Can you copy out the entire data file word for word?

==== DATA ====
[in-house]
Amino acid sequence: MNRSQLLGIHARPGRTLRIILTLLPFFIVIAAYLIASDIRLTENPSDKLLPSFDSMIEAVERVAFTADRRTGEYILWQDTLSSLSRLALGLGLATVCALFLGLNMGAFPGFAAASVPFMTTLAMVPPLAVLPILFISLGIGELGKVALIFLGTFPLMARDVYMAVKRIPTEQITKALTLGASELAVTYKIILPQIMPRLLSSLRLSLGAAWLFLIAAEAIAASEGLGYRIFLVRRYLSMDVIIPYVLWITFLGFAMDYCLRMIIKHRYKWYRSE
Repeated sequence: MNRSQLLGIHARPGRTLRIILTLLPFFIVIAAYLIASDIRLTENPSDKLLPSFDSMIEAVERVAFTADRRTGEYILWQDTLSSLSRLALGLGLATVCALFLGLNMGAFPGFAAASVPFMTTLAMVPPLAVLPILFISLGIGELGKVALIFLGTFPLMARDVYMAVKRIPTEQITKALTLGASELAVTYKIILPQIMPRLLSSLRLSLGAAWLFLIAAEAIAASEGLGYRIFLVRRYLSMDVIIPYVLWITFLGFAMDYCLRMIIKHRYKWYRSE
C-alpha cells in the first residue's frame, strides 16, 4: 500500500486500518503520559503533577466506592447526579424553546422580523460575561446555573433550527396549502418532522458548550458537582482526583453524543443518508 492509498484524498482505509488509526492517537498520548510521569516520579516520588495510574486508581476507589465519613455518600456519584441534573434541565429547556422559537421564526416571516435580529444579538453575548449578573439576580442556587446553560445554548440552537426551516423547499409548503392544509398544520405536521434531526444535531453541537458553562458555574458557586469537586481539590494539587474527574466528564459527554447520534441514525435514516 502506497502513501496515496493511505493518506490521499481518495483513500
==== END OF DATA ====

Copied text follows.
[in-house]
Amino acid sequence: MNRSQLLGIHARPGRTLRIILTLLPFFIVIAAYLIASDIRLTENPSDKLLPSFDSMIEAVERVAFTADRRTGEYILWQDTLSSLSRLALGLGLATVCALFLGLNMGAFPGFAAASVPFMTTLAMVPPLAVLPILFISLGIGELGKVALIFLGTFPLMARDVYMAVKRIPTEQITKALTLGASELAVTYKIILPQIMPRLLSSLRLSLGAAWLFLIAAEAIAASEGLGYRIFLVRRYLSMDVIIPYVLWITFLGFAMDYCLRMIIKHRYKWYRSE
Repeated sequence: MNRSQLLGIHARPGRTLRIILTLLPFFIVIAAYLIASDIRLTENPSDKLLPSFDSMIEAVERVAFTADRRTGEYILWQDTLSSLSRLALGLGLATVCALFLGLNMGAFPGFAAASVPFMTTLAMVPPLAVLPILFISLGIGELGKVALIFLGTFPLMARDVYMAVKRIPTEQITKALTLGASELAVTYKIILPQIMPRLLSSLRLSLGAAWLFLIAAEAIAASEGLGYRIFLVRRYLSMDVIIPYVLWITFLGFAMDYCLRMIIKHRYKWYRSE
C-alpha cells in the first residue's frame, strides 16, 4: 500500500486500518503520559503533577466506592447526579424553546422580523460575561446555573433550527396549502418532522458548550458537582482526583453524543443518508 492509498484524498482505509488509526492517537498520548510521569516520579516520588495510574486508581476507589465519613455518600456519584441534573434541565429547556422559537421564526416571516435580529444579538453575548449578573439576580442556587446553560445554548440552537426551516423547499409548503392544509398544520405536521434531526444535531453541537458553562458555574458557586469537586481539590494539587474527574466528564459527554447520534441514525435514516 502506497502513501496515496493511505493518506490521499481518495483513500